Indeed, recombinant DNA has been something scientists have been tinkering with for years and the original movie version did hint at recombinant DNA being the source of the fifteen "super-spiders" on display at Empire State University on the field trip where Peter got bitten by one of them. After all, what other way do you explain them mix-and-matching traits from various types of spiders to make fifteen "super-spiders"?

Speaking of, I had an idea for an updated version of his origin. The idea would be that Peter did get his powers as an unintended byproduct of research into recombinant DNA that could fuse the best traits of two different species to create a newer, deadlier organism. Instead of getting into wrestling, though, he got into underground mixed martial arts, as MMA is still illegal in the state of New York even if legal nearly everywhere else in the country, and based on that illegality he made the costume so he wouldn't be recognized in the event he either embarrassed himself or the cops came down on the place. In costume, as Spider-Man, he beat the crap out of the reigning champion in that arena and thus replaced him as the champion, only to find that the guy running the arena expected Spider-Man to kick back to him a percentage of the profits from the observers coming in to bet on the fights.

Peter went along with it for a while, as he was making some good money, but as the arena manager began to take more and more of his share, Peter got more and more arrogant and belligerent from his success in the matches (enhanced strength, speed, agility, coordination, reaction time, and a handy-dandy danger sense are unfair advantages) and eventually tried to press the issue, so to speak. The disagreement exploded into violence between Spider-Man and the arena manager's bodyguards and he was chased out, which made Peter seek revenge by anonymously dropping a dime to the police and then going to observe them all being taken down. Unfortunately, it blew up in his face when the police found themselves in a shootout with the better-armed thugs that frequented the arena and Peter attempted to intervene, horrified at the chaos resulting from his ill-advised plot. Even more unfortunate was that Uncle Ben was trying to find Peter after finding out he went to the arena but not knowing he was a fighter in his costumed identity of Spider-Man and was shot down by a stray bullet from one of the thugs. Shocked and dismayed and heartbroken, Peter barely had time to exchange last words with Uncle Ben through his mask, and in his grief and fury, Peter nearly killed the thug who had fired the bullet that killed Ben Parker, only to have an epiphany as to who was really responsible for his death. Relenting out of remorse, Peter swore an oath on his Uncle Ben's grave that he would always use his power the way it was meant to be used, as a means to help those who found themselves helpless in the face of crime and corruption . . . and so was born the Amazing Spider-Man.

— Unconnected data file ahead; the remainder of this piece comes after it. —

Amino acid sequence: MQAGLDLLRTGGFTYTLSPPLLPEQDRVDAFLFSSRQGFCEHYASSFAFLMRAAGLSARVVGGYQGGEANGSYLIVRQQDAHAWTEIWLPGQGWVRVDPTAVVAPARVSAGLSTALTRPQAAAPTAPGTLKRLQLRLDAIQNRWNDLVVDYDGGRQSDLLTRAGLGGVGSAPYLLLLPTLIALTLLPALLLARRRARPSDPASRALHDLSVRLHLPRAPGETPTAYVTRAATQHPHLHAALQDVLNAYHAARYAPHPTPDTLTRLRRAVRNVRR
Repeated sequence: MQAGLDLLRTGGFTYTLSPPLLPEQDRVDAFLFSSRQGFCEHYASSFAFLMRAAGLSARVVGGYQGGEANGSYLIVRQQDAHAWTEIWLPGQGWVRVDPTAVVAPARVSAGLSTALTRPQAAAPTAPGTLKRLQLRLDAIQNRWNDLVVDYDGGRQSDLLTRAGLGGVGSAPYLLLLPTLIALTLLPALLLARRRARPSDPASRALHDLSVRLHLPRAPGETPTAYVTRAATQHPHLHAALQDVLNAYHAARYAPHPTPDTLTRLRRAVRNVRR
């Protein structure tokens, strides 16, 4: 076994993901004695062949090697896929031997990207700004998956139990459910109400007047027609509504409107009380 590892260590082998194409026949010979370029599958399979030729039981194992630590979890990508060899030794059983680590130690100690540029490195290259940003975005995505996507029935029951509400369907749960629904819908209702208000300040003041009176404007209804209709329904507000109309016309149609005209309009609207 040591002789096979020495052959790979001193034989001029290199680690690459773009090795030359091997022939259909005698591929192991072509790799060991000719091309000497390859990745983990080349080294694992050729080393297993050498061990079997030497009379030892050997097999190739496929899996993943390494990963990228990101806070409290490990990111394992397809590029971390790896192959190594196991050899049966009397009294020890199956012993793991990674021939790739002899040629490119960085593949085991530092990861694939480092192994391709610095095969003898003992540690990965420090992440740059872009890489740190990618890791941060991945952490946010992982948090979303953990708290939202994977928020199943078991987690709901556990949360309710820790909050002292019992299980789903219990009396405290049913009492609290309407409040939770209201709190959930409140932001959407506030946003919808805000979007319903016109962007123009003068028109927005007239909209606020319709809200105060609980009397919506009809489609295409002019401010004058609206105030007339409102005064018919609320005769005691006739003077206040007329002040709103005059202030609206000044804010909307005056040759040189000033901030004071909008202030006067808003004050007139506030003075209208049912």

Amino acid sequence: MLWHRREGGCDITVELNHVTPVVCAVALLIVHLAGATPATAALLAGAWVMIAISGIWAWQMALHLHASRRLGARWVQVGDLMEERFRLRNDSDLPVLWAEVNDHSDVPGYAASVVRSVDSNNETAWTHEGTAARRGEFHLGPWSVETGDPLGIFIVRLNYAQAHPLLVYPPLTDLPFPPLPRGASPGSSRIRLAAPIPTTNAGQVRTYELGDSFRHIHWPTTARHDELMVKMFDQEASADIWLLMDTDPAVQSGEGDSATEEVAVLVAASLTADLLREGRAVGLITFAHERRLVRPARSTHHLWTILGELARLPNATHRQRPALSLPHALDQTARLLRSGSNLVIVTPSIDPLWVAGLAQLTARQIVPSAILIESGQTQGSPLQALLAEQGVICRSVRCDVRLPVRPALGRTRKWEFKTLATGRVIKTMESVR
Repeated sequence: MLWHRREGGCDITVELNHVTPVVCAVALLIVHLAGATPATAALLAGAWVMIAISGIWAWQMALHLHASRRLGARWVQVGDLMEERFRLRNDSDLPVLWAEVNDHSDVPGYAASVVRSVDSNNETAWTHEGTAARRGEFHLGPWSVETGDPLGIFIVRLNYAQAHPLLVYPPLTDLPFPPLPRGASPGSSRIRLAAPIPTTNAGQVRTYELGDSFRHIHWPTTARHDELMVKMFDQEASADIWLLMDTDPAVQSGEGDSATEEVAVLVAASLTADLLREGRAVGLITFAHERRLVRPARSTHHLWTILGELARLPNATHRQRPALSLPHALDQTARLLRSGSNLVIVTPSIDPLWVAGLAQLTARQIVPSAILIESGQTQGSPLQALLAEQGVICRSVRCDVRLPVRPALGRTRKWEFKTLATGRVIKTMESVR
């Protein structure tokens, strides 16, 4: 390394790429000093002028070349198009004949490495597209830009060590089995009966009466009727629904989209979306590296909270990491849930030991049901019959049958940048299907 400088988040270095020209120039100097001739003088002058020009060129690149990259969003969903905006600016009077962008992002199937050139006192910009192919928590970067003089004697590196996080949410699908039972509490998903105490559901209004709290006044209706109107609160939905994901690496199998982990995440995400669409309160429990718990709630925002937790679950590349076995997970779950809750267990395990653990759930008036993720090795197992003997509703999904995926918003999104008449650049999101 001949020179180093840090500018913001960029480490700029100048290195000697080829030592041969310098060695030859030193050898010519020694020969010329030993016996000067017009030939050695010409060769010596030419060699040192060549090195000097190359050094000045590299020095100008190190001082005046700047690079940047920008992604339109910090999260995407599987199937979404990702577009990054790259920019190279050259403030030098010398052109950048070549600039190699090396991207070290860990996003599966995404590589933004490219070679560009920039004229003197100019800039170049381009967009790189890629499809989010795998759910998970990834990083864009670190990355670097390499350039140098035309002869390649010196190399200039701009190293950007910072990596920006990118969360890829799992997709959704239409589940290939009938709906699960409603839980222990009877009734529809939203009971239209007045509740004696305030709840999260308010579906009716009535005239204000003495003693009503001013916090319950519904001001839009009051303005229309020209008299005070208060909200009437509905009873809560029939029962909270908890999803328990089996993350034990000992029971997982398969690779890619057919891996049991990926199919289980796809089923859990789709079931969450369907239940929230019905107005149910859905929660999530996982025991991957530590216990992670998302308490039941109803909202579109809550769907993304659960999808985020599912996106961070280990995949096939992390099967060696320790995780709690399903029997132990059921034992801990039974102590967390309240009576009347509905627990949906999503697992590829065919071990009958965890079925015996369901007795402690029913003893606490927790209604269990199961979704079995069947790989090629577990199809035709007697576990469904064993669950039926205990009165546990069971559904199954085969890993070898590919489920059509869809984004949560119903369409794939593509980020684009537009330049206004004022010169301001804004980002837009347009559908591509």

4/30/2012 #3

And what would soon be the greatest legend in history.

4/30/2012 #4
Oh! Sudden inspiration! :D Ahem. Neogenics: The study of decombining, reconstructing, and recombining human DNA with those of animal organisms. The humans recieve the most iconic traits of the animal organism, giving them Amazing abilities. Unfortunately, a setback in the system causes genetic mutation, which alters the mind and body of the changed human. These NeoFs (Neogenic Freaks) only have a small window of time before their human conciounce is lost and replaced by the much-stronger Primal Instinct. • Selfish scientists have sold their equipment to rich men for money instead of researching for cures. These rich men in turn kidnap people (primarily criminals) and mutate them to fight in underground arenas to the death (much like dog fights). Spiderman is one of these unfortunate victims and must find a way to escape, find a cure, and save them all- and before time runs out... ...So, what do you think?
4/30/2012 #5
Rider Paladin